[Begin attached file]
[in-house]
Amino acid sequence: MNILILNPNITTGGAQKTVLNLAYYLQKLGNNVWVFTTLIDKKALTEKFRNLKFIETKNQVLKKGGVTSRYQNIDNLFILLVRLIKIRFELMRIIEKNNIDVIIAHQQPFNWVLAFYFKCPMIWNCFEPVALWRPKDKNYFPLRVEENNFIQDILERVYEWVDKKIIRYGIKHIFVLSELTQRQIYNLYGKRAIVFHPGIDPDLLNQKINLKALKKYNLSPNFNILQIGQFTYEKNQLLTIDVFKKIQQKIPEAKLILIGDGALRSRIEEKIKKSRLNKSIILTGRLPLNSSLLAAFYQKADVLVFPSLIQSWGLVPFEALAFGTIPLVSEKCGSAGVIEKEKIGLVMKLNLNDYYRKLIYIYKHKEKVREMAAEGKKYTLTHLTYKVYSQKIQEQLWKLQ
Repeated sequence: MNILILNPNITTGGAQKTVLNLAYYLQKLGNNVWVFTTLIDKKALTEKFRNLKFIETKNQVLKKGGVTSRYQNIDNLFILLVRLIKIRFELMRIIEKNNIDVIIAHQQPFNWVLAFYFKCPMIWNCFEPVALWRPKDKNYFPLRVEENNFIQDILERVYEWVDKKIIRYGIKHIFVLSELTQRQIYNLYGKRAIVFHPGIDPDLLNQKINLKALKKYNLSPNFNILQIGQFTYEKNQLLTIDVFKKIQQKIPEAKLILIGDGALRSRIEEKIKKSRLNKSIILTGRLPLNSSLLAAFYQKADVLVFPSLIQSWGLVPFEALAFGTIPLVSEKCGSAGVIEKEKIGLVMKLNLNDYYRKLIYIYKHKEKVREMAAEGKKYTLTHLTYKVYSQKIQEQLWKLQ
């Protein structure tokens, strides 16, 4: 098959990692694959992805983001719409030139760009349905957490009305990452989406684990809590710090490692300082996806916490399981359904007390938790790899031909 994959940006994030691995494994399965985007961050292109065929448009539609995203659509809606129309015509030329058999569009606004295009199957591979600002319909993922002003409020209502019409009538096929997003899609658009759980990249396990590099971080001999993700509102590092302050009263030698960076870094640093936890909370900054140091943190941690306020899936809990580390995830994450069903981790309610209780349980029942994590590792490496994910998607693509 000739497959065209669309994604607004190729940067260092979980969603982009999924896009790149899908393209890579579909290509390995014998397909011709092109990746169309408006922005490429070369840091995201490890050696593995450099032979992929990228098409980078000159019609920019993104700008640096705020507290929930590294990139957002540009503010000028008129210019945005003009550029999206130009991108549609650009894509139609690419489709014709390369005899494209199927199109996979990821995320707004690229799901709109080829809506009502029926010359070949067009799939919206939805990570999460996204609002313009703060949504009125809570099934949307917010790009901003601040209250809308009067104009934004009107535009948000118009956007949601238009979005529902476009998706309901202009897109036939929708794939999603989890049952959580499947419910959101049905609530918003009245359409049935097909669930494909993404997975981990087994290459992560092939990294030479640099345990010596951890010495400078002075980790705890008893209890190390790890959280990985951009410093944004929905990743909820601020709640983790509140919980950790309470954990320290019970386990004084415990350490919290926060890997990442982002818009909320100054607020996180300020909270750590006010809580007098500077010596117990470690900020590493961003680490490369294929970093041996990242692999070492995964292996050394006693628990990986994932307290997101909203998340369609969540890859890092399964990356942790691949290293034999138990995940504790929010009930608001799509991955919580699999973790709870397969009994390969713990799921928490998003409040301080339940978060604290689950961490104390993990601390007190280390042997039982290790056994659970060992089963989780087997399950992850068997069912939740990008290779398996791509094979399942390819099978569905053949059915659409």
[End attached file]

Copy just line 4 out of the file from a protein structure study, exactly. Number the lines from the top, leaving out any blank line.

């Protein structure tokens, strides 16, 4: 098959990692694959992805983001719409030139760009349905957490009305990452989406684990809590710090490692300082996806916490399981359904007390938790790899031909 994959940006994030691995494994399965985007961050292109065929448009539609995203659509809606129309015509030329058999569009606004295009199957591979600002319909993922002003409020209502019409009538096929997003899609658009759980990249396990590099971080001999993700509102590092302050009263030698960076870094640093936890909370900054140091943190941690306020899936809990580390995830994450069903981790309610209780349980029942994590590792490496994910998607693509 000739497959065209669309994604607004190729940067260092979980969603982009999924896009790149899908393209890579579909290509390995014998397909011709092109990746169309408006922005490429070369840091995201490890050696593995450099032979992929990228098409980078000159019609920019993104700008640096705020507290929930590294990139957002540009503010000028008129210019945005003009550029999206130009991108549609650009894509139609690419489709014709390369005899494209199927199109996979990821995320707004690229799901709109080829809506009502029926010359070949067009799939919206939805990570999460996204609002313009703060949504009125809570099934949307917010790009901003601040209250809308009067104009934004009107535009948000118009956007949601238009979005529902476009998706309901202009897109036939929708794939999603989890049952959580499947419910959101049905609530918003009245359409049935097909669930494909993404997975981990087994290459992560092939990294030479640099345990010596951890010495400078002075980790705890008893209890190390790890959280990985951009410093944004929905990743909820601020709640983790509140919980950790309470954990320290019970386990004084415990350490919290926060890997990442982002818009909320100054607020996180300020909270750590006010809580007098500077010596117990470690900020590493961003680490490369294929970093041996990242692999070492995964292996050394006693628990990986994932307290997101909203998340369609969540890859890092399964990356942790691949290293034999138990995940504790929010009930608001799509991955919580699999973790709870397969009994390969713990799921928490998003409040301080339940978060604290689950961490104390993990601390007190280390042997039982290790056994659970060992089963989780087997399950992850068997069912939740990008290779398996791509094979399942390819099978569905053949059915659409």